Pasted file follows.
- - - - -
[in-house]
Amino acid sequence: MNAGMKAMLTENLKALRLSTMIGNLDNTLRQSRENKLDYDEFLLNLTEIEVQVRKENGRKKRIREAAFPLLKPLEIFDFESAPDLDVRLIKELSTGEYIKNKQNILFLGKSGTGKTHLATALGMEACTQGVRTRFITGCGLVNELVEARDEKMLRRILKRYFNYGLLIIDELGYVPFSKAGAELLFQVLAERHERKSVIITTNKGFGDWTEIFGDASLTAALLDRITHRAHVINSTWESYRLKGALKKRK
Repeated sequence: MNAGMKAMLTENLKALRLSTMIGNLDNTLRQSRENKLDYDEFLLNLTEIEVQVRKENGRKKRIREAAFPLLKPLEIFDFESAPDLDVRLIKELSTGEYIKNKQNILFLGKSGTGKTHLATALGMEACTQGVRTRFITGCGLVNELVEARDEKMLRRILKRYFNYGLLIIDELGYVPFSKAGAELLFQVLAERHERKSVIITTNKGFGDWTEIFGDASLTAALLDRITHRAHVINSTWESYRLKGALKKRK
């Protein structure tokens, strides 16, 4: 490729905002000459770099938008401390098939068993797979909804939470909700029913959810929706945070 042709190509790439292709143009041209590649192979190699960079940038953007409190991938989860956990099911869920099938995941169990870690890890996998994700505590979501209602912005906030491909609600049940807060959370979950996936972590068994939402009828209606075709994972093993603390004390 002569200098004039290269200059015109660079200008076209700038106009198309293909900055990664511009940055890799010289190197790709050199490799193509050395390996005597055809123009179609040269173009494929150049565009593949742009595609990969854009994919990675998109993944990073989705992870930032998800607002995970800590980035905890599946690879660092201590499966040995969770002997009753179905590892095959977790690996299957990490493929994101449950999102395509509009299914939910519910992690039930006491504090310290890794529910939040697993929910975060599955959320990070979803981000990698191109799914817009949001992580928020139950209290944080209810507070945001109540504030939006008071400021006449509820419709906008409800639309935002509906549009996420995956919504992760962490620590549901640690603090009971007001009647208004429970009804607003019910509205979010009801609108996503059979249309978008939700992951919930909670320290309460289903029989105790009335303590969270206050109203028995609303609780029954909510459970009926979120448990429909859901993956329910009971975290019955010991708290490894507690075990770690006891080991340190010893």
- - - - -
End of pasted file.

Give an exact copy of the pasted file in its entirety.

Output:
[in-house]
Amino acid sequence: MNAGMKAMLTENLKALRLSTMIGNLDNTLRQSRENKLDYDEFLLNLTEIEVQVRKENGRKKRIREAAFPLLKPLEIFDFESAPDLDVRLIKELSTGEYIKNKQNILFLGKSGTGKTHLATALGMEACTQGVRTRFITGCGLVNELVEARDEKMLRRILKRYFNYGLLIIDELGYVPFSKAGAELLFQVLAERHERKSVIITTNKGFGDWTEIFGDASLTAALLDRITHRAHVINSTWESYRLKGALKKRK
Repeated sequence: MNAGMKAMLTENLKALRLSTMIGNLDNTLRQSRENKLDYDEFLLNLTEIEVQVRKENGRKKRIREAAFPLLKPLEIFDFESAPDLDVRLIKELSTGEYIKNKQNILFLGKSGTGKTHLATALGMEACTQGVRTRFITGCGLVNELVEARDEKMLRRILKRYFNYGLLIIDELGYVPFSKAGAELLFQVLAERHERKSVIITTNKGFGDWTEIFGDASLTAALLDRITHRAHVINSTWESYRLKGALKKRK
């Protein structure tokens, strides 16, 4: 490729905002000459770099938008401390098939068993797979909804939470909700029913959810929706945070 042709190509790439292709143009041209590649192979190699960079940038953007409190991938989860956990099911869920099938995941169990870690890890996998994700505590979501209602912005906030491909609600049940807060959370979950996936972590068994939402009828209606075709994972093993603390004390 002569200098004039290269200059015109660079200008076209700038106009198309293909900055990664511009940055890799010289190197790709050199490799193509050395390996005597055809123009179609040269173009494929150049565009593949742009595609990969854009994919990675998109993944990073989705992870930032998800607002995970800590980035905890599946690879660092201590499966040995969770002997009753179905590892095959977790690996299957990490493929994101449950999102395509509009299914939910519910992690039930006491504090310290890794529910939040697993929910975060599955959320990070979803981000990698191109799914817009949001992580928020139950209290944080209810507070945001109540504030939006008071400021006449509820419709906008409800639309935002509906549009996420995956919504992760962490620590549901640690603090009971007001009647208004429970009804607003019910509205979010009801609108996503059979249309978008939700992951919930909670320290309460289903029989105790009335303590969270206050109203028995609303609780029954909510459970009926979120448990429909859901993956329910009971975290019955010991708290490894507690075990770690006891080991340190010893």